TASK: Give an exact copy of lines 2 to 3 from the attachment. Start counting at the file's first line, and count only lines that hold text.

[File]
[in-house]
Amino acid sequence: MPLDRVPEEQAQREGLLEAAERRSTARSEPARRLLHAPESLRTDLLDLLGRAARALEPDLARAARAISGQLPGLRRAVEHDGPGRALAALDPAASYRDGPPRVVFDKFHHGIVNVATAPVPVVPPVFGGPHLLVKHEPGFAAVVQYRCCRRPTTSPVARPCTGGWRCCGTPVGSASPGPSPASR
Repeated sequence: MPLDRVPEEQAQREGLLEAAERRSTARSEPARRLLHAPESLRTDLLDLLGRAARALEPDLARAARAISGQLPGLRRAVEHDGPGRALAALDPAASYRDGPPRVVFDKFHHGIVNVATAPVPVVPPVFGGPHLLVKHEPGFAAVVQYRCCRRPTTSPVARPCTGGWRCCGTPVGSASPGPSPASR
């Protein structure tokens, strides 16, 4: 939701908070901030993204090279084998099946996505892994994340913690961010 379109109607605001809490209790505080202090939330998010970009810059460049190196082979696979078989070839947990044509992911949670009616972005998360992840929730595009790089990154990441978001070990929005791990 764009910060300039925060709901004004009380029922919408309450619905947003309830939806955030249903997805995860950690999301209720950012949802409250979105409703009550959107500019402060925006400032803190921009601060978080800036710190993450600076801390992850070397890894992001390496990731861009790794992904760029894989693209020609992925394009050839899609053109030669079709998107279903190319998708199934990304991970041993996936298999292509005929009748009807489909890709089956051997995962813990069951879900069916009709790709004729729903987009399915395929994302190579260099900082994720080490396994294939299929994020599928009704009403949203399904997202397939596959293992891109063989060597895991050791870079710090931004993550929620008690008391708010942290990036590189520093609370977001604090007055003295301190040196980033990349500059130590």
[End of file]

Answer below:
Amino acid sequence: MPLDRVPEEQAQREGLLEAAERRSTARSEPARRLLHAPESLRTDLLDLLGRAARALEPDLARAARAISGQLPGLRRAVEHDGPGRALAALDPAASYRDGPPRVVFDKFHHGIVNVATAPVPVVPPVFGGPHLLVKHEPGFAAVVQYRCCRRPTTSPVARPCTGGWRCCGTPVGSASPGPSPASR
Repeated sequence: MPLDRVPEEQAQREGLLEAAERRSTARSEPARRLLHAPESLRTDLLDLLGRAARALEPDLARAARAISGQLPGLRRAVEHDGPGRALAALDPAASYRDGPPRVVFDKFHHGIVNVATAPVPVVPPVFGGPHLLVKHEPGFAAVVQYRCCRRPTTSPVARPCTGGWRCCGTPVGSASPGPSPASR